Practical Leadership Actions #3: How do I support learning and growth?

Practical Leadership Actions #3: How do I support learning and growth?

We have recently developed a series of practical leadership actions responsive to major themes that have emerged through our work with over 500 Discovery in Action® (Leading People) program participants.  We have observed six major themes that have consistently emerged as participants have grappled with the question: When do people perform at their best?  These themes are around people feeling supported, valued and safe; creating a ‘team environment’; supporting learning and growth; empowering staff and building autonomy; ensuring clarity of roles and expectations; and creating meaning and purpose.  Our participants have also articulated many practical leadership actions they take to address these issues.

Over 6 newsletters we are featuring a set of Practical Leadership Actions relating to each of these themes, generated through our exposure to on-the-ground leaders as well as various examples from blogs, articles and books.  These actions are not provided as definitive or comprehensive lists, but a working set of ideas that we are sharing broadly.  There is a minimum of at least 30 potential actions relating to each of these themes – so plenty of ideas that may spark your thinking and your day-to-day leadership practice!

So this month our featured practical actions are around…

How do I support learning and growth?

One of the most significant drivers of individual morale at work is the extent to which people feel that they are learning, growing and developing.  Conversely when people feel that they are stagnating – not being challenged, not improving their skills and knowledge, not growing their capabilities – there is a fair chance that their energy levels will drop.  So, a key task of leaders is to support learning and growth in their teams.  This is much more than just sending people to a few training courses during the year.  Drawing on the recent popularisation of the so-called 70/20/10 concept of development there are many strategies that can be employed to create opportunities for real and effective learning – through challenging work, effective feedback, peer learning opportunities, reflection, team problem solving and experimentation, and coaching and mentoring.  Ideally, a strategic and multi-dimensional approach is taken that truly creates a learning organisation.  We have created a simple one page sheet which contains 37 different ideas for action that leaders can take.  These actions are organised around the following 5 overarching strategies to create a dynamic and continuously learning working environment:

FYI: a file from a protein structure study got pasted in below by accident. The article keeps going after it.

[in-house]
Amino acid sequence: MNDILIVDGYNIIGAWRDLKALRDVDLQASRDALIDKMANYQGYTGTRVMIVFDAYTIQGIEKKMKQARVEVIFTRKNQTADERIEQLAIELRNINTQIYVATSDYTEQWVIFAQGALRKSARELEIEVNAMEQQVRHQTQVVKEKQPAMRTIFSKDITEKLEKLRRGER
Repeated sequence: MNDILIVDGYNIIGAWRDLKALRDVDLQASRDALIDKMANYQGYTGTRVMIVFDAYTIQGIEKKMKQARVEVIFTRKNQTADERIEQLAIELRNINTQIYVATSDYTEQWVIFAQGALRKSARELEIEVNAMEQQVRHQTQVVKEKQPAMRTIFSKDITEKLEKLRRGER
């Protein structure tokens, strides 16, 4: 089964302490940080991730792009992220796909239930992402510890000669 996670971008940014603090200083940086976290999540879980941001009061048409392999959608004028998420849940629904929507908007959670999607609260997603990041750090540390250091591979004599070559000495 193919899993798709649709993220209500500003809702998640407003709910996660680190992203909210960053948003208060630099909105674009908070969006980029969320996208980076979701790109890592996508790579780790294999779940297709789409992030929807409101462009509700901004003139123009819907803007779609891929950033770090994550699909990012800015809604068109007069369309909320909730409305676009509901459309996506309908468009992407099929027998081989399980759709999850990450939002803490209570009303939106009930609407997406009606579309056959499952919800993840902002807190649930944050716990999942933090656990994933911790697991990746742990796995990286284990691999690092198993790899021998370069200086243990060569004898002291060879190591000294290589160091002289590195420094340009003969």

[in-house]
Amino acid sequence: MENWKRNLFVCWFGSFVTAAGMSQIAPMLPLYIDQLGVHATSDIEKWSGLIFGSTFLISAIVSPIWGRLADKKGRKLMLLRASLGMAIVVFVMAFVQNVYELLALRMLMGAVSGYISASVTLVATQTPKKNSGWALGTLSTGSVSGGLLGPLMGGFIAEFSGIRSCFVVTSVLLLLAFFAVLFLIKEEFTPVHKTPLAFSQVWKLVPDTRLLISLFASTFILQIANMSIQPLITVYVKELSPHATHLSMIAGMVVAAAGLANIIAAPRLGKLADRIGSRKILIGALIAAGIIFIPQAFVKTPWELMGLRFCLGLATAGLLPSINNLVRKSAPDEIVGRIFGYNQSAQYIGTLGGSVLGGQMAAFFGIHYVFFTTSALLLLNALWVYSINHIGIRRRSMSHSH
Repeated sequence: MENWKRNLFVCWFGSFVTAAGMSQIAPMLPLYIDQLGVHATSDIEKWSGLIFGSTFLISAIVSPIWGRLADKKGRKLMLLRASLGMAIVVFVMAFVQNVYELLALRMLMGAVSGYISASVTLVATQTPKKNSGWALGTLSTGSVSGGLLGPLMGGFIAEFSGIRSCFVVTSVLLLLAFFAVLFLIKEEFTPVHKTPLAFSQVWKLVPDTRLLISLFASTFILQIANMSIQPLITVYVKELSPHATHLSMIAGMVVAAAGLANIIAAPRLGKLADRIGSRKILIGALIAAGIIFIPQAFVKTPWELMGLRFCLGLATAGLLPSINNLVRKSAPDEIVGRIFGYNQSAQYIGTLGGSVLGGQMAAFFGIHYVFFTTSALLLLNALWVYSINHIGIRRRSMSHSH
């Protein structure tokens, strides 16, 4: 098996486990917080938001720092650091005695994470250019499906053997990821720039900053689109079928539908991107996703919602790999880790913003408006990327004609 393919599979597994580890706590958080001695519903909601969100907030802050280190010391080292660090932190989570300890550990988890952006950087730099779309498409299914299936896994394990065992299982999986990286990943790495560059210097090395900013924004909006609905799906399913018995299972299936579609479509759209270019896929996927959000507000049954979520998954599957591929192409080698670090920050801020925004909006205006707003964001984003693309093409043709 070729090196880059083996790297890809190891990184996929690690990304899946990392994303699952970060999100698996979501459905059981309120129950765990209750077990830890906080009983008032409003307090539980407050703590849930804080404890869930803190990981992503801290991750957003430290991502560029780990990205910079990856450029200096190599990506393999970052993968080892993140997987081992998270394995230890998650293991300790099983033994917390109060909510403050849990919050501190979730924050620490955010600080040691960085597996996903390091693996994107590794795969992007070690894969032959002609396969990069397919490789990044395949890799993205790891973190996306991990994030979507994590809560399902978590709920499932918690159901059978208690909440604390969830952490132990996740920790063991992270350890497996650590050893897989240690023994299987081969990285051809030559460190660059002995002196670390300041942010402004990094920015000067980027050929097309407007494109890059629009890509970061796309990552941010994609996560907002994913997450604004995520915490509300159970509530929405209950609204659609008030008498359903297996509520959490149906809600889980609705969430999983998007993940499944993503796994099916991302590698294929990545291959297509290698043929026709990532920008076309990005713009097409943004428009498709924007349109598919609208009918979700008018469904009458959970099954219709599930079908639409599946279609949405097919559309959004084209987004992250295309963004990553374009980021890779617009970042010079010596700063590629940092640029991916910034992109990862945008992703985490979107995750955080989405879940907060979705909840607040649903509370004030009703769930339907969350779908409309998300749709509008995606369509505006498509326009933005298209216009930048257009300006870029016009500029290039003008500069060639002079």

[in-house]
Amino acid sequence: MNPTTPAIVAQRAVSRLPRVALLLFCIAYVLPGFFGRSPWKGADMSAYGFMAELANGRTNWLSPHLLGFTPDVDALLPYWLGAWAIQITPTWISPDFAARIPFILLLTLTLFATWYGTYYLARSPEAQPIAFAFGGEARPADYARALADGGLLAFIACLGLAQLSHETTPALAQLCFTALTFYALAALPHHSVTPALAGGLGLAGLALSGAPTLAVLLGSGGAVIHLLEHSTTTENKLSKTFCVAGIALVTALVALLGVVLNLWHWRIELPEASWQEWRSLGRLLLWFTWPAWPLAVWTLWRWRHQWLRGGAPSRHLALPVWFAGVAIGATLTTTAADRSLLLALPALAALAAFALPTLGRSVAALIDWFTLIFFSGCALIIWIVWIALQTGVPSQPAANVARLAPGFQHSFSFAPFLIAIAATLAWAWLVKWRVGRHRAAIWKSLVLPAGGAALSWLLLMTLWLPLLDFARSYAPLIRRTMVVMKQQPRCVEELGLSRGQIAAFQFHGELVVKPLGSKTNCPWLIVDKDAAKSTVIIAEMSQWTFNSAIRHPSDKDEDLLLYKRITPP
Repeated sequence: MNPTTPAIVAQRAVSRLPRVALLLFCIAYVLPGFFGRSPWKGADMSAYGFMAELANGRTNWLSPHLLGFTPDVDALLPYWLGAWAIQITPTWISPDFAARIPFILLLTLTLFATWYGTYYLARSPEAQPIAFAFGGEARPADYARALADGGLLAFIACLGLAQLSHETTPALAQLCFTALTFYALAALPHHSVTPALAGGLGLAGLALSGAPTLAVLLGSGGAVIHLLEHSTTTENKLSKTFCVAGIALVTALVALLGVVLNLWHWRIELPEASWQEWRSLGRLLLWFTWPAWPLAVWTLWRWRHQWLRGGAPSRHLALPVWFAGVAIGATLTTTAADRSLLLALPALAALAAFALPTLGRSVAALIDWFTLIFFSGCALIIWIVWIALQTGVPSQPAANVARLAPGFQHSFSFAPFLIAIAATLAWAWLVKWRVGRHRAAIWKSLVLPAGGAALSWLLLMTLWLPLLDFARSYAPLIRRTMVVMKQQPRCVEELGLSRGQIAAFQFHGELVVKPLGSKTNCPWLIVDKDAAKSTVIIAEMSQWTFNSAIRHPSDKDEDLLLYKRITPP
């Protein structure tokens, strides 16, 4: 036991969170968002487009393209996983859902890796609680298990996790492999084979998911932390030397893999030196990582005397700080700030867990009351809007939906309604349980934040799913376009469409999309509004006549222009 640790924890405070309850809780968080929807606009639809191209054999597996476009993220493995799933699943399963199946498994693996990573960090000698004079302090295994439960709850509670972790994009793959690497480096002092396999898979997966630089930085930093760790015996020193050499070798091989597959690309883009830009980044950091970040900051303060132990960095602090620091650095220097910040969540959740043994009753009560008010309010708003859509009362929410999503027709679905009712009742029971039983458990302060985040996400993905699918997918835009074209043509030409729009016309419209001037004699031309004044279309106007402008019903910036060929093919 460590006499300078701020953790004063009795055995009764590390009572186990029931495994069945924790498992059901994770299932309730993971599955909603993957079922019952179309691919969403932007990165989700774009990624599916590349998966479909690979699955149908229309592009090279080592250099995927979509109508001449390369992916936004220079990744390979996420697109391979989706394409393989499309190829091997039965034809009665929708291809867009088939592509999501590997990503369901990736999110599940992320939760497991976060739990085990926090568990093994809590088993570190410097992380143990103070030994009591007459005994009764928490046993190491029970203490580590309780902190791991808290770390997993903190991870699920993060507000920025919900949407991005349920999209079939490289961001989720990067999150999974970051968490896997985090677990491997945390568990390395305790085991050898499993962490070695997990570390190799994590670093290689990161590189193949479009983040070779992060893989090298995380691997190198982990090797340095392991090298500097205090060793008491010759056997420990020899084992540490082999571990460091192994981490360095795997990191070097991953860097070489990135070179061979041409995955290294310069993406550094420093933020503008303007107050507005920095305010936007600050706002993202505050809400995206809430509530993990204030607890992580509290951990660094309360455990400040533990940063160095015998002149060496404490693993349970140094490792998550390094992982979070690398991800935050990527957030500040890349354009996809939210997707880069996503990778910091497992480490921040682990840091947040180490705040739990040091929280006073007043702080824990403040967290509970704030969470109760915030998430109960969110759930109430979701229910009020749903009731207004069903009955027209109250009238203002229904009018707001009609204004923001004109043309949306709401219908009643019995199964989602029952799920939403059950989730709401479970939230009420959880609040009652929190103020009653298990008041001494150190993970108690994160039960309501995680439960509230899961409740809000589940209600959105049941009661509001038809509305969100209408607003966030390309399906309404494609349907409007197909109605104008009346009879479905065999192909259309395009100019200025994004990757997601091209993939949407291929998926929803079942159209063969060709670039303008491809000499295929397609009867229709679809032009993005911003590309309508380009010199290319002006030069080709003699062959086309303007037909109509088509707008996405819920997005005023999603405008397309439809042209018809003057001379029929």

1. Plan for and support development – taking a strategic and planned approach to development of capabilities, both at the team and individual level, ensures that priority is given to development activities and signals the value of investing in people.
  2. Provide new challenges and responsibilities – one of the most effective ways to fast track people’s development is to give people challenging work that stretches them (just) outside their comfort zone.  Such experiences can both engender a sense of growth and of feeling trusted which, in turn, drive higher levels of performance and commitment.
  3. Provide opportunities to learn from/teach others – social learning (learning with and through others) is one of the most powerful and inexpensive methods of development that not only builds individual capability and performance but also creates connectedness and stronger relationships between colleagues.
  4. Champion experimentation and improvement – encouraging innovation and exploring new ideas creates incredible opportunities for learning, both individually and collectively, as well as driving a strong sense of achievement and purpose.
  5. Provide coaching and developmental feedback – the intensity and degree to which people learn and grow through experience is significantly enhanced by effective and timely feedback and coaching.  You may find our posts on tips for providing feedback and finding the coachable moment of interest.

So while there is a list of possible actions for each of these 5 strategies contained in our one-page sheet, there may be many other actions, particularly relevant in your context, that you may also identify.  Of course, we’d be interested in other ideas for action that people have implemented!

This practical ideas list might be used in a variety of ways:

  • Reflect and review on your practice – do I have coverage across all these strategies?
  • Engage with your people – would they like to see more of some of these actions?
  • Select one or two actions from the list that you’d like to experiment more with over the next few months

Good luck and let us know of any other actions we can add to our list!